Check out this documentary film about Enbridge Corporation's ongoing proposal to build a pipeline from the Alberta Oil Sands to the BC Coast at Kitimat. Oil would then be shipped down the BC coastline in tankers. Local communities and others fear that this tanker traffic and pipeline would ultimately lead to a catastrophic spill, permanently threatening the integrity of some of the most pristine marine and aquatic habitats in the world. More information at Pacific Wild:

Friday, October 8, 2010

Biologists Report Overall Increase in Global Salmon Abundance, Hatchery Fish a Growing Proportion

This week a group of fisheries biologists from Canada and the US published a paper documenting abundance and trends in in the three most prolific salmon species over the last 60 years. They report two increases in global Sockeye and Pink Salmon populations associated with warming conditions in the North Pacific. Global abundance increased following a regime shift in 1977 and 1989, many studies have reported widespread community changes and increases in the abundance of northern salmon stocks. During the same period, wild chum salmon abundance has remained more or less steady, however supplementation of chum has increased dramatically, particularly in the Eastern Pacific. Southeast Alaska is also home to huge Pink and chum hatchery programs and biologists are increasingly concerned that global hatchery supplementation may be reducing survival of many wild populations in the highseas. More information in the Columbia Basin Bulletin:

Thursday, October 7, 2010

Gravel Mining Threatening the Chetco

Just a few short months after the controversy over proposed suction dredging on the Chetco environmental groups were back in court fighting to protect the river, this time from gravel mining. The groups argued that NMFS and the Army Corp of Engineers issued permits and approval for the project without considering the biological consequences of gravel mining on salmon. The Chetco is home to some of the strongest runs of Chinook and Steelhead in southern Oregon as well as threatened Coho. More information at Oregon Public Broadcasting's website:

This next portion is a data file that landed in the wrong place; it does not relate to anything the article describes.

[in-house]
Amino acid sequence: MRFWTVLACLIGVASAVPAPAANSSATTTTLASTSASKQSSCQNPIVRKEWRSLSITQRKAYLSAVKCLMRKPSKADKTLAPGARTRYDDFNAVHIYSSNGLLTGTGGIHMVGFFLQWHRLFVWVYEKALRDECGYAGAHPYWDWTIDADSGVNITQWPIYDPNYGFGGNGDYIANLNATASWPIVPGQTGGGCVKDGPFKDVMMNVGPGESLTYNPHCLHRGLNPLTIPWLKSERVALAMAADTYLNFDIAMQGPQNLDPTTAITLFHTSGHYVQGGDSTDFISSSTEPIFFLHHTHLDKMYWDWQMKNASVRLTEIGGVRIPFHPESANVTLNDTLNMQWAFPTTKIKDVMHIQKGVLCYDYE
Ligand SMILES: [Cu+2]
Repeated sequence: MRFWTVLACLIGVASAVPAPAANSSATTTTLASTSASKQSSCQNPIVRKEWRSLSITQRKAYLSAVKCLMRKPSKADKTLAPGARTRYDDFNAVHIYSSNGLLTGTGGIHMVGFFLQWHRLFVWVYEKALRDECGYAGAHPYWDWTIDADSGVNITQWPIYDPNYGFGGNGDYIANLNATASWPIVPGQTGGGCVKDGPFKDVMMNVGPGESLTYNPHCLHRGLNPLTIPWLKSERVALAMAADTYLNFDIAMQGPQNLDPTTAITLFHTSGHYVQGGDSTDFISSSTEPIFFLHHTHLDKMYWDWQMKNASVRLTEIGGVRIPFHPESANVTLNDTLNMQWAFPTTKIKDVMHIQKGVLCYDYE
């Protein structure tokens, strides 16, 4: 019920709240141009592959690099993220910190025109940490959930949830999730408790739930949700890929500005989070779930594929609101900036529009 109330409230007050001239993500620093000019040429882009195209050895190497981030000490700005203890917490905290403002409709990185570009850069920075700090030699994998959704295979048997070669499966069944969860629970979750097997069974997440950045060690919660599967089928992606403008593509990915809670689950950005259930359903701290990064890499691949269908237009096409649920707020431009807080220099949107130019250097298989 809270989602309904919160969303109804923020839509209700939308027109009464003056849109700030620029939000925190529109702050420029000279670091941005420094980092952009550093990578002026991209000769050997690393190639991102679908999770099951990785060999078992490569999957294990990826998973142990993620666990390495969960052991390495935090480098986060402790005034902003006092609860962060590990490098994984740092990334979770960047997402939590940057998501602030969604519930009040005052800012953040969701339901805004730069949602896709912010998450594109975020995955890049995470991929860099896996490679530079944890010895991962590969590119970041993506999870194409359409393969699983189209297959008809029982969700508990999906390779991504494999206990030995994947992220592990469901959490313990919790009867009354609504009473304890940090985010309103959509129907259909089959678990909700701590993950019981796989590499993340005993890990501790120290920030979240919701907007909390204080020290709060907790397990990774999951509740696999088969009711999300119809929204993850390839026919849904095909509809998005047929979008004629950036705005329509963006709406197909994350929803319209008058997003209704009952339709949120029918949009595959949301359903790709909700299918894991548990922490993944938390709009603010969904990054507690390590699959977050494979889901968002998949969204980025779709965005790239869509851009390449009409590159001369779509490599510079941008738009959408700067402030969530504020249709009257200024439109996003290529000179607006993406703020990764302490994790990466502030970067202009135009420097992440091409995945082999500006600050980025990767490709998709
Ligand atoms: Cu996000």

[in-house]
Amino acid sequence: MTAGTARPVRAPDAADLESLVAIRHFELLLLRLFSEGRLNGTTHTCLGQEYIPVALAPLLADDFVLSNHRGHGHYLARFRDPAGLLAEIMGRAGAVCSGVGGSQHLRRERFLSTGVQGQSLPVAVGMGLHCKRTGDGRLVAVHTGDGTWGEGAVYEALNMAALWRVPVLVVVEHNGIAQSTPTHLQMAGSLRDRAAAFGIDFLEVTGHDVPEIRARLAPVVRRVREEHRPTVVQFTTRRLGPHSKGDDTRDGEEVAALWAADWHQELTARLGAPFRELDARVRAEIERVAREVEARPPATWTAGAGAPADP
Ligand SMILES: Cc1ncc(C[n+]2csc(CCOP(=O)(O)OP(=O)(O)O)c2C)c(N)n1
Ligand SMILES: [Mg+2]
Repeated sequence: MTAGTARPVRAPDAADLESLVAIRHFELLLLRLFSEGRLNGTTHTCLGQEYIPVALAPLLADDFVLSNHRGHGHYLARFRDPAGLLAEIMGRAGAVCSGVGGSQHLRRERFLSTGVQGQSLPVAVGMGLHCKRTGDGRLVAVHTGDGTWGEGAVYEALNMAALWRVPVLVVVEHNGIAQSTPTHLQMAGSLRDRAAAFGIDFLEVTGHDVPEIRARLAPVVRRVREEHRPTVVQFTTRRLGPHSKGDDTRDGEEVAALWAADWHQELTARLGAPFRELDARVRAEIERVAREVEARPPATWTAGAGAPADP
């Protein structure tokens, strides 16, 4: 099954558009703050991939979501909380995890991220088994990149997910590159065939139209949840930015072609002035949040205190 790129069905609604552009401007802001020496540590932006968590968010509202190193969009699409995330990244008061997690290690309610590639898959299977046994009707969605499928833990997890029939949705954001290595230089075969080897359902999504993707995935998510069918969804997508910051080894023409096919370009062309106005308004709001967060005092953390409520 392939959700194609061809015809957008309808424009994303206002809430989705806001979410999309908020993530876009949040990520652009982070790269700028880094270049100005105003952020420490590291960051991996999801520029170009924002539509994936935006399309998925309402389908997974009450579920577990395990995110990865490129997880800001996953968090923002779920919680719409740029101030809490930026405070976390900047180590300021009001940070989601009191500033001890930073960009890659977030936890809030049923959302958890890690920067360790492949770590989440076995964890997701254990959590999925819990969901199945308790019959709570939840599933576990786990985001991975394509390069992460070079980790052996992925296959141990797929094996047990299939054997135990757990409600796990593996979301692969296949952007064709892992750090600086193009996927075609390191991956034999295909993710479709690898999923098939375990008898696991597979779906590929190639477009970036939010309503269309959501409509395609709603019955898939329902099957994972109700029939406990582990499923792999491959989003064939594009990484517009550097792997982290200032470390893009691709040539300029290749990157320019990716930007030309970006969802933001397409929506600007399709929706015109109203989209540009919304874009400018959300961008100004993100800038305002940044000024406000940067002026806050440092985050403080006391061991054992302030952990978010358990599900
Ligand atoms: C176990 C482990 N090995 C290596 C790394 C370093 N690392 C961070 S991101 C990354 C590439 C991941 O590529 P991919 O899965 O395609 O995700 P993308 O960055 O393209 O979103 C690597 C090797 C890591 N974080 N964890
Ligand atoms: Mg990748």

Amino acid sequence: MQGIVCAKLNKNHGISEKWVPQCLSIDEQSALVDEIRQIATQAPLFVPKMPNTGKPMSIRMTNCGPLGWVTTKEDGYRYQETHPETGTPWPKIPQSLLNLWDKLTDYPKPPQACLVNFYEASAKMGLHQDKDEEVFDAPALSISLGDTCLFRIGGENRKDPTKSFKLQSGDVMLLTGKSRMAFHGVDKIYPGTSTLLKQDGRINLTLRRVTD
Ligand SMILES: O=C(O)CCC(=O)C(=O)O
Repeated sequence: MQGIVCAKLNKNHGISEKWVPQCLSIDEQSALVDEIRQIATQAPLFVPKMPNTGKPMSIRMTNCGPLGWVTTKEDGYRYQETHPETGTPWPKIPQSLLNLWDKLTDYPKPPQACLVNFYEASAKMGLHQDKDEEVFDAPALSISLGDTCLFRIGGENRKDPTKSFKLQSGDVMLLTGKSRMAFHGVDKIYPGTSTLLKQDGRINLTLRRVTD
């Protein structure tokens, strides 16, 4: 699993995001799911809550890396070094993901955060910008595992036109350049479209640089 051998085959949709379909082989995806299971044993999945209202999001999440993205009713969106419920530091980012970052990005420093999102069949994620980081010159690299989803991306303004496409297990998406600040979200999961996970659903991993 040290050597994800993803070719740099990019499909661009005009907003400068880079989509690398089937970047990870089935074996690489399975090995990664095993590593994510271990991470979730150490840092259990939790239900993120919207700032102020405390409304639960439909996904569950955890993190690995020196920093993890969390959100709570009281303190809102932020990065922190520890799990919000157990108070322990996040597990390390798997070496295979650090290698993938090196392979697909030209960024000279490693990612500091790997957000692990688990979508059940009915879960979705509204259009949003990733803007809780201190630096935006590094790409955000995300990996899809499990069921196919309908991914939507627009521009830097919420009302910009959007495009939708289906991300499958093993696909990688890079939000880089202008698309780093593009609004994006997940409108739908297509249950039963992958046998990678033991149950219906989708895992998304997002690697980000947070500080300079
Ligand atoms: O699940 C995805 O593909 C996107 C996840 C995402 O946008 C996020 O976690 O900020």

Wednesday, October 6, 2010

Highway 12 Spill Highlights Danger of Megaloads

Last week a tanker truck travelling along Idaho's Lochsa River crashed and spilled nearly 7500 gallons of diesel. Fortunately, it appears that none of the fuel made it into the river as the tanker crashed into a ditch which contained the spilled diesel. The Lochsa is a tributary of Idaho's Clearwater River and is an essential spawning tributary for threatened chinook and steelhead. While the river avoided catastrophe the crash adds fuel to an already fiery debate about the future of shipping along highway 12. Oil companies seeking to find affordable ways to transport equipment and fuel to the Alberta oil sands have proposed using the highway as a major shipping route. Locals however worry that shipping megaloads along the Wild and Scenic Lochsa would eventually result in a catastrophic spill or accident. More information about the crash in the Missoulan:

More information about the fight over the future of Highway 12 at Save our Wild Salmon:

Friday, October 1, 2010

Project Highlights Unique Salmon of the Snake River Basin

Salmon Film Teaser from Epicocity Project on Vimeo.

Filmmakers at the Epicocity project are collaborating with the group Save Our Wild Salmon to bring attention to the plight of Snake River Salmon. These uniquely adapted fish travel hundreds of miles to spawn more than a mile above sea level in the rivers of Idaho's Sawtooth Mountains. Despite the pristine conditions of their natal habitat, wild salmon in Idaho are facing extinction in large part because of the four lower Snake River dams. Despite the conclusive scientific evidence demonstrating that the dams dramatically reduce the survival of outmigrating juvenile salmonids, policymakers in Washington DC have largely turned their backs on the salmon, thus far refusing to even consider dam removal. Check out the Film and send a letter to president Obama at Save Our Wild Salmon's website:

Bureau of Reclamation to Restore Access and Instream Flow on Vital Naches Tributary

Despite some opposition, the Bureau of Rec in cooperation with the US Fish and Wildlife Service and Yakama Fisheries are planning on going ahead with a plan to remove a small diversion dam on Cowiche Creek an important tributary of the Naches River. The plan would provide access to miles of upper Cowiche Creek and its forks and add instream flow to the Creek which has long been used for irrigation. The irrigation capacity will be maintained through a more efficient pipeline, however despite the availability of funds to move ahead with the project, the plan had run into opposition from the local irrigation district. Now the agencies appear poised to move ahead regardless and the project should greatly benefit threatened Steelhead and Coho. More information in an article from last spring in the Yakima Herald:

Also, check out the Washington Water Trust's website for more information about Cowiche Creek: